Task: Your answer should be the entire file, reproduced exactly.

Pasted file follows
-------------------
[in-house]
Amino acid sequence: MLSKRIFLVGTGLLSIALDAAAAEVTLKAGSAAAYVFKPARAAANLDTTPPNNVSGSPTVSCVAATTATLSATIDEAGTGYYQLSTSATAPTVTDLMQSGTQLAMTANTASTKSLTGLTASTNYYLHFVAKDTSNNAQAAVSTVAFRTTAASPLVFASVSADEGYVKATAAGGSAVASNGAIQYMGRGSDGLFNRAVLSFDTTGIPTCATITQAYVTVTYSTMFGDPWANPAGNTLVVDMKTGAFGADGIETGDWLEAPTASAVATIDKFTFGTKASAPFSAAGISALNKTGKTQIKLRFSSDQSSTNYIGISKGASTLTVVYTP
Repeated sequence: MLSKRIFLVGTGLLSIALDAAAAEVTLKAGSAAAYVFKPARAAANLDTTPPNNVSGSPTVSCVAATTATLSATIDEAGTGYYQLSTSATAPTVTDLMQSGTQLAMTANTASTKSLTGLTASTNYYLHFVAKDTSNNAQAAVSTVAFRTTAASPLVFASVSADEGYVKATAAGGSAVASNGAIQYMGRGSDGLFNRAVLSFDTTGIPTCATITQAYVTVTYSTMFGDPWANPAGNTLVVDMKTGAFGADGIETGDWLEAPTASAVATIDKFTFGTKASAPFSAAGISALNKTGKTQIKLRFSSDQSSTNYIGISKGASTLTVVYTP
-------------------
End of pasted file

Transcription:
[in-house]
Amino acid sequence: MLSKRIFLVGTGLLSIALDAAAAEVTLKAGSAAAYVFKPARAAANLDTTPPNNVSGSPTVSCVAATTATLSATIDEAGTGYYQLSTSATAPTVTDLMQSGTQLAMTANTASTKSLTGLTASTNYYLHFVAKDTSNNAQAAVSTVAFRTTAASPLVFASVSADEGYVKATAAGGSAVASNGAIQYMGRGSDGLFNRAVLSFDTTGIPTCATITQAYVTVTYSTMFGDPWANPAGNTLVVDMKTGAFGADGIETGDWLEAPTASAVATIDKFTFGTKASAPFSAAGISALNKTGKTQIKLRFSSDQSSTNYIGISKGASTLTVVYTP
Repeated sequence: MLSKRIFLVGTGLLSIALDAAAAEVTLKAGSAAAYVFKPARAAANLDTTPPNNVSGSPTVSCVAATTATLSATIDEAGTGYYQLSTSATAPTVTDLMQSGTQLAMTANTASTKSLTGLTASTNYYLHFVAKDTSNNAQAAVSTVAFRTTAASPLVFASVSADEGYVKATAAGGSAVASNGAIQYMGRGSDGLFNRAVLSFDTTGIPTCATITQAYVTVTYSTMFGDPWANPAGNTLVVDMKTGAFGADGIETGDWLEAPTASAVATIDKFTFGTKASAPFSAAGISALNKTGKTQIKLRFSSDQSSTNYIGISKGASTLTVVYTP